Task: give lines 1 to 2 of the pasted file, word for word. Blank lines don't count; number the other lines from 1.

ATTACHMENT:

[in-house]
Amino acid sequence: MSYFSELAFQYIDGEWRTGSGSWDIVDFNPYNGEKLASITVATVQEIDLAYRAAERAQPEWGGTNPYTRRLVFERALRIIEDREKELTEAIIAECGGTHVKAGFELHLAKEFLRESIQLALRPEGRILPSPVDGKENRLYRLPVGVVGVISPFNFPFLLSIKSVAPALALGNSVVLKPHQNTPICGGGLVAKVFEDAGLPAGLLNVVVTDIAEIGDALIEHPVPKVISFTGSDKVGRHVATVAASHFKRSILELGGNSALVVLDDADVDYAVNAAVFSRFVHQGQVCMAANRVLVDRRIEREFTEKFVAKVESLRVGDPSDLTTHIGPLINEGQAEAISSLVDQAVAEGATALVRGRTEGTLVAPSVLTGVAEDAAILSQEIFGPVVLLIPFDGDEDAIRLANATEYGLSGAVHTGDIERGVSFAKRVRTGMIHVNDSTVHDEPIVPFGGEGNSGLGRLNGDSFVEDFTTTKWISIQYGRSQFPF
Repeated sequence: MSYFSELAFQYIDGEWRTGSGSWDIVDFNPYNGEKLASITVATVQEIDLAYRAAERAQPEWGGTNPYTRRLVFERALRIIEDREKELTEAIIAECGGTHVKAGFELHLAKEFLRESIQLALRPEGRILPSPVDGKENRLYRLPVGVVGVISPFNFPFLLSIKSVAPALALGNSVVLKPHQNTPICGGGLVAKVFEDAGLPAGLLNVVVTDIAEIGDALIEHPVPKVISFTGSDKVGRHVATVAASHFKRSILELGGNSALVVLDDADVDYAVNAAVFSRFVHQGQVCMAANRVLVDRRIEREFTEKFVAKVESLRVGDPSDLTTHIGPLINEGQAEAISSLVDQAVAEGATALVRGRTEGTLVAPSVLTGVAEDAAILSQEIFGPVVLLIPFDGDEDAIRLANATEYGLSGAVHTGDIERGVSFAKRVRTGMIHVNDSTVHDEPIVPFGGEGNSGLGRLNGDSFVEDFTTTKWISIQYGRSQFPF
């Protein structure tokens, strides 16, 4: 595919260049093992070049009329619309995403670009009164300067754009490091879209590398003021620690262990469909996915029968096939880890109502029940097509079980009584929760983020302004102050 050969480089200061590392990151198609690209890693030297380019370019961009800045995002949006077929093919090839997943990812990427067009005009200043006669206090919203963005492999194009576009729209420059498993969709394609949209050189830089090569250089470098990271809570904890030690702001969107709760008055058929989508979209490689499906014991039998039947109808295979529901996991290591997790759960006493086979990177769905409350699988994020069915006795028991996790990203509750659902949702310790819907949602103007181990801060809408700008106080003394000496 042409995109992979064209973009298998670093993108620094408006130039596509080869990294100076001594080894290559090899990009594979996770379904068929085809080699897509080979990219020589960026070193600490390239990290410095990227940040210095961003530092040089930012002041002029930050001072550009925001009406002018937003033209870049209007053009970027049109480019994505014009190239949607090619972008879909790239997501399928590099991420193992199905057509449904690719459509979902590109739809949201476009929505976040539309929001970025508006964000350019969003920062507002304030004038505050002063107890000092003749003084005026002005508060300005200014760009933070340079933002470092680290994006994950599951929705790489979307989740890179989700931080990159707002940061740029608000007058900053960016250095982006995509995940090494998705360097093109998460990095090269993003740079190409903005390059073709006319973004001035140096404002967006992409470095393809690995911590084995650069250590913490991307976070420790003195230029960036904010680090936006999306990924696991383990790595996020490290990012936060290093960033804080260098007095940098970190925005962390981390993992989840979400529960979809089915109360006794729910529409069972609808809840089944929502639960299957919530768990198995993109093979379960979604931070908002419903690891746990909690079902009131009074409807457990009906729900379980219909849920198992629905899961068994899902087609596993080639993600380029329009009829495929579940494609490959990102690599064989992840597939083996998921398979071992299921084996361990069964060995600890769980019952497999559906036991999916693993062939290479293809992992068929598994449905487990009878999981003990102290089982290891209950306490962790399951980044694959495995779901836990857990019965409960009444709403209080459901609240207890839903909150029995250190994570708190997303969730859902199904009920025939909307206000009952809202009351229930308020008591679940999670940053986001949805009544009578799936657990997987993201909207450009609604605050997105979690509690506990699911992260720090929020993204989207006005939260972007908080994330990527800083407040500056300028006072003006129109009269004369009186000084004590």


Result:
[in-house]
Amino acid sequence: MSYFSELAFQYIDGEWRTGSGSWDIVDFNPYNGEKLASITVATVQEIDLAYRAAERAQPEWGGTNPYTRRLVFERALRIIEDREKELTEAIIAECGGTHVKAGFELHLAKEFLRESIQLALRPEGRILPSPVDGKENRLYRLPVGVVGVISPFNFPFLLSIKSVAPALALGNSVVLKPHQNTPICGGGLVAKVFEDAGLPAGLLNVVVTDIAEIGDALIEHPVPKVISFTGSDKVGRHVATVAASHFKRSILELGGNSALVVLDDADVDYAVNAAVFSRFVHQGQVCMAANRVLVDRRIEREFTEKFVAKVESLRVGDPSDLTTHIGPLINEGQAEAISSLVDQAVAEGATALVRGRTEGTLVAPSVLTGVAEDAAILSQEIFGPVVLLIPFDGDEDAIRLANATEYGLSGAVHTGDIERGVSFAKRVRTGMIHVNDSTVHDEPIVPFGGEGNSGLGRLNGDSFVEDFTTTKWISIQYGRSQFPF